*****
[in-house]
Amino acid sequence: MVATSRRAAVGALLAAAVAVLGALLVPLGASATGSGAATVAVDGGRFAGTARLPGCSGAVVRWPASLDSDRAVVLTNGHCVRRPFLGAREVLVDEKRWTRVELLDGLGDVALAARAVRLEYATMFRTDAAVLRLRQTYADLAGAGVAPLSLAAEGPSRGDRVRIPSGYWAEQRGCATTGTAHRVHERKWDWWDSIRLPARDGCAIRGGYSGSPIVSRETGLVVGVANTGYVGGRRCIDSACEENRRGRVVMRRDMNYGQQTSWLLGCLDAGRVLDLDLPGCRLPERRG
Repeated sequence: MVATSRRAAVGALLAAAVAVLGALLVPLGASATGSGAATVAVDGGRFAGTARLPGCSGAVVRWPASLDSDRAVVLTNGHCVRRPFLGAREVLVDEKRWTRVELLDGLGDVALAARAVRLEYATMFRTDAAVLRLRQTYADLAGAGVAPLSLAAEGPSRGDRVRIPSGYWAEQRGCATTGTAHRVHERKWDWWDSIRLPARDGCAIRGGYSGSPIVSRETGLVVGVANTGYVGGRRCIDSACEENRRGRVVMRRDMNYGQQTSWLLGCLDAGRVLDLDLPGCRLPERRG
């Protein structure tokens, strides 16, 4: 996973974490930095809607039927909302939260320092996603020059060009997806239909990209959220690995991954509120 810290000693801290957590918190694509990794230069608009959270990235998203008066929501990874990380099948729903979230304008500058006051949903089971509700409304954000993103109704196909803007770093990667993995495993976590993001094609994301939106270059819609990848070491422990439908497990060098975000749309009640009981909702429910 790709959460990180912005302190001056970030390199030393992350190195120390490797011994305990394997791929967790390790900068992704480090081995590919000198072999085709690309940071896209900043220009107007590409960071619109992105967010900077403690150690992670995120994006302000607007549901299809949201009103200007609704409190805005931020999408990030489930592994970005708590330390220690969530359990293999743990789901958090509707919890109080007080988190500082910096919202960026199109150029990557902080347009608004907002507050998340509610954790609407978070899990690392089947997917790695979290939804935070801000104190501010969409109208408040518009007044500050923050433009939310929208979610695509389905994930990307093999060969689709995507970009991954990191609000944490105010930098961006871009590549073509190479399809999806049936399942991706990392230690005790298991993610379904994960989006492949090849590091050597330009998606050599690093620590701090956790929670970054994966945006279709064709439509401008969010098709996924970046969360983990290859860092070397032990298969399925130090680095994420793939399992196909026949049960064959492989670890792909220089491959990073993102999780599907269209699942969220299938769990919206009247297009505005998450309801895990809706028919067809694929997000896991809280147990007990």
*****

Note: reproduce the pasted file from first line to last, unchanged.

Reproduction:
[in-house]
Amino acid sequence: MVATSRRAAVGALLAAAVAVLGALLVPLGASATGSGAATVAVDGGRFAGTARLPGCSGAVVRWPASLDSDRAVVLTNGHCVRRPFLGAREVLVDEKRWTRVELLDGLGDVALAARAVRLEYATMFRTDAAVLRLRQTYADLAGAGVAPLSLAAEGPSRGDRVRIPSGYWAEQRGCATTGTAHRVHERKWDWWDSIRLPARDGCAIRGGYSGSPIVSRETGLVVGVANTGYVGGRRCIDSACEENRRGRVVMRRDMNYGQQTSWLLGCLDAGRVLDLDLPGCRLPERRG
Repeated sequence: MVATSRRAAVGALLAAAVAVLGALLVPLGASATGSGAATVAVDGGRFAGTARLPGCSGAVVRWPASLDSDRAVVLTNGHCVRRPFLGAREVLVDEKRWTRVELLDGLGDVALAARAVRLEYATMFRTDAAVLRLRQTYADLAGAGVAPLSLAAEGPSRGDRVRIPSGYWAEQRGCATTGTAHRVHERKWDWWDSIRLPARDGCAIRGGYSGSPIVSRETGLVVGVANTGYVGGRRCIDSACEENRRGRVVMRRDMNYGQQTSWLLGCLDAGRVLDLDLPGCRLPERRG
């Protein structure tokens, strides 16, 4: 996973974490930095809607039927909302939260320092996603020059060009997806239909990209959220690995991954509120 810290000693801290957590918190694509990794230069608009959270990235998203008066929501990874990380099948729903979230304008500058006051949903089971509700409304954000993103109704196909803007770093990667993995495993976590993001094609994301939106270059819609990848070491422990439908497990060098975000749309009640009981909702429910 790709959460990180912005302190001056970030390199030393992350190195120390490797011994305990394997791929967790390790900068992704480090081995590919000198072999085709690309940071896209900043220009107007590409960071619109992105967010900077403690150690992670995120994006302000607007549901299809949201009103200007609704409190805005931020999408990030489930592994970005708590330390220690969530359990293999743990789901958090509707919890109080007080988190500082910096919202960026199109150029990557902080347009608004907002507050998340509610954790609407978070899990690392089947997917790695979290939804935070801000104190501010969409109208408040518009007044500050923050433009939310929208979610695509389905994930990307093999060969689709995507970009991954990191609000944490105010930098961006871009590549073509190479399809999806049936399942991706990392230690005790298991993610379904994960989006492949090849590091050597330009998606050599690093620590701090956790929670970054994966945006279709064709439509401008969010098709996924970046969360983990290859860092070397032990298969399925130090680095994420793939399992196909026949049960064959492989670890792909220089491959990073993102999780599907269209699942969220299938769990919206009247297009505005998450309801895990809706028919067809694929997000896991809280147990007990």